House Democratic chairmen plan to disregard conservative Blue Dogs who are opposing a government-sponsored health insurance plan as part of a sweeping reform bill, in what is shaping up to be the biggest internal battle of President Barack Obama’s young agenda.
Just days after Blue Dogs insisted that no public option be included in the package — except as a possible fallback that could be “triggered— years from now — the powerful chairmen unveiled a draft bill that strongly backs a public option without such a trigger.
“There won’t be any consideration of the trigger,— Ways and Means Chairman Charlie Rangel (D-N.Y.) said. “We’re going to have a public plan and we’re not going to wait two, three, five years to see what happens and then trigger it. We’re going to have a plan.—
The liberal chairmen in charge of writing the bill — Rangel, Energy and Commerce Chairman Henry Waxman (D-Calif.) and Education and Labor Chairman George Miller (D-Calif.) — released a four-page outline of their bill Tuesday that includes a public health insurance plan.
Waxman said a trigger did not have broad support in the Democratic Caucus, although he noted that the chairmen’s draft incorporated other Blue Dog principles, including that any public option compete on a level playing field with private plans.
“The consumer should be able to make a choice, and that’s what we’re going to be pushing for,— Waxman said. “I don’t see why it should be objectionable to anybody for the consumer to have a choice.—
Waxman said each side is going to have to compromise.
“No one group could say they have to have it all their way,— Waxman said. “That was the problem in past efforts.—
Rep. Mike Ross (Ark.), chairman of the Blue Dog health care task force, warned leaders last week that they would lose his group’s votes if they push too hard on the public plan.
But Blue Dogs are facing mounting pressure to back down.
Obama came out strongly for a public option last week, arguing that a public competitor would provide a check on the private insurance market. His staff met with top Blue Dogs on Tuesday to discuss the matter.
And leaders in the Congressional Progressive Caucus warned again Tuesday that most of their members would vote against a bill if it did not include a robust public option, noting that most of them prefer the more liberal, single-payer government health system.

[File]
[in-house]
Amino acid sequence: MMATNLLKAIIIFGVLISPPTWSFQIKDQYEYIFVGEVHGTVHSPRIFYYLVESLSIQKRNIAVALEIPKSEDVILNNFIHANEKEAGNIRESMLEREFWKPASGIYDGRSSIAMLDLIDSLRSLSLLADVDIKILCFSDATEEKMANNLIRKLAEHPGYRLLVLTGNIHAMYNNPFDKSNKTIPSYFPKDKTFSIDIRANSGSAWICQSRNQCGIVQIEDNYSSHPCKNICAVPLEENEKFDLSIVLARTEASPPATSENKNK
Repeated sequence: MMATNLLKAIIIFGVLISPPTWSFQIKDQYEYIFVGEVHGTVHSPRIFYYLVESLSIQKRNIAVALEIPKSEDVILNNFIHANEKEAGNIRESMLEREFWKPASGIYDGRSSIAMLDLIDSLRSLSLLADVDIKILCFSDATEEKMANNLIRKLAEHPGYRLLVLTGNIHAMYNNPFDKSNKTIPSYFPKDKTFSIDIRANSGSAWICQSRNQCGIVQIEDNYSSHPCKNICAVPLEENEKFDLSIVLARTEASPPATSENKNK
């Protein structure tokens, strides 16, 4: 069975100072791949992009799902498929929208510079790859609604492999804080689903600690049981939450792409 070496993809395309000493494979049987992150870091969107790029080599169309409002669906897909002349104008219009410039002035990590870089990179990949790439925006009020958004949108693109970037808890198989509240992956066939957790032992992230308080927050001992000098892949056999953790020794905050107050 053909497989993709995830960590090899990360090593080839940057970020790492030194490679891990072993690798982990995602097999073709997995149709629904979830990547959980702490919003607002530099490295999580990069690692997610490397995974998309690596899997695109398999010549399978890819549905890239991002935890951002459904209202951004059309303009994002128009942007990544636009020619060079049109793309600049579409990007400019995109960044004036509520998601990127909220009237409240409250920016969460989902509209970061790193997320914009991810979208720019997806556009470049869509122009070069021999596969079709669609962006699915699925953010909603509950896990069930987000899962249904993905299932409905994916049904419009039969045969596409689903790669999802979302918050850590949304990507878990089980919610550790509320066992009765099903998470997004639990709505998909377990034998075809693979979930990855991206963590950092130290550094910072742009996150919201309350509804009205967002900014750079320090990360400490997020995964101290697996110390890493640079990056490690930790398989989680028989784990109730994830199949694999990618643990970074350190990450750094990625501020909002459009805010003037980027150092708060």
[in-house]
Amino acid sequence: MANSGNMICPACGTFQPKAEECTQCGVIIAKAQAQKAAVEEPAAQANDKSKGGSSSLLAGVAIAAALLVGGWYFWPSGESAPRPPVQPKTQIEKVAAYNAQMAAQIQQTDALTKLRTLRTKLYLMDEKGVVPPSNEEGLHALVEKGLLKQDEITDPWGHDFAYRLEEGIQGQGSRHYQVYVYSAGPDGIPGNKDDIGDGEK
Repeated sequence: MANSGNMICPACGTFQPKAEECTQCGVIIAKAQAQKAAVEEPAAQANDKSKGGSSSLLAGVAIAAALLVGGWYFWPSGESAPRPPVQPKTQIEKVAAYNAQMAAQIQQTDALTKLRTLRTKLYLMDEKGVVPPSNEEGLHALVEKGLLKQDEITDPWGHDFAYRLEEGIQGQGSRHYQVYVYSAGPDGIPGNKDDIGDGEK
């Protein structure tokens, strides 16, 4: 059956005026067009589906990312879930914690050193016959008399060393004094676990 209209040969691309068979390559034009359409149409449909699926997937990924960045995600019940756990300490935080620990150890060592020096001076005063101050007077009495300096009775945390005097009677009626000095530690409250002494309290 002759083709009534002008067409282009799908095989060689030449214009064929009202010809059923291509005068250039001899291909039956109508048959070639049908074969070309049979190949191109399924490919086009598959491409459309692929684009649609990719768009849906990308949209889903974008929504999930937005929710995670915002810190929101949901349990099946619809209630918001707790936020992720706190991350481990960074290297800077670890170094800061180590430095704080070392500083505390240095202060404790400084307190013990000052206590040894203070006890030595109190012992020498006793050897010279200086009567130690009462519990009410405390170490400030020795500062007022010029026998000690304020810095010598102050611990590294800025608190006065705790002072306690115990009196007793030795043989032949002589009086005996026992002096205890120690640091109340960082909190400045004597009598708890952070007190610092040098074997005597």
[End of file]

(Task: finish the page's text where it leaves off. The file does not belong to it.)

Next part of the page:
Advocates of the trigger idea argue that the threat of a future government-sponsored plan would be enough of an incentive for private insurance companies to act; some also expressed fear that the insurance industry would use its financial muscle to try to scuttle health care reform. Blue Dogs also worried that doctors and other providers could turn against the bill.
But some Blue Dogs said they were prepared to show some flexibility on the trigger if leaders don’t go too far in defining a public option.
“It all depends on the definition of a public plan,— said Rep. Jim Cooper (Tenn.), vice chairman of the Blue Dog health care task force.
Cooper said a co-op style health insurance plan floated by Senate Budget Chairman Kent Conrad (D-N.D.) would probably be acceptable to most in the fiscally conservative bloc and said he personally supports a public option as designed by Sen. Charles Schumer (D-N.Y.).
But a plan that looks like Medicare and forces doctors to accept low reimbursement rates “would spark a revolt of doctors across the country,— Cooper warned.
One Blue Dog aide also said the group is trying to avoid a situation where a public plan ultimately takes over the marketplace.
“The Blue Dogs want to make sure any public option truly creates competition and choice in the marketplace,— this aide said.
But others Blue Dogs rejected the call for a “trigger— outright.
Rep. Jane Harman (Calif.), a Blue Dog who serves on the Energy and Commerce Subcommittee on Health, said in a statement that the bill must include a public option and that she is “unwavering in my opposition to the so-called Blue Dog trigger.’—
With the details of the House health care package starting to take shape, some moderate Democrats — many of whom had complained about a lack of input in the process — said they were encouraged by improving outreach from leaders and chairmen.
Rep. Earl Pomeroy (N.D.), another Blue Dog, said sentiment in the coalition has shifted since 45 of the lawmakers fired off a letter last month to leaders complaining of being shut out of discussions.
“There has been much broader engagement across the Caucus,— he said, pointing to a Blue Dog huddle with White House senior adviser David Axelrod on Tuesday evening.
Rangel also said there were a lot of questions during a closed-door meeting among Democrats about what a public plan looked like but said Members seemed to support the idea after it was explained.
“They need more, more and more of the details so they can be the salesmen for the bill,— Rangel said.
Other Democrats also expressed concern that there be a stronger effort to sell the bill before it comes to the House floor. “We need to do a good job communicating to folks outside the Beltway,— Rep. Mike Doyle (Pa.) said.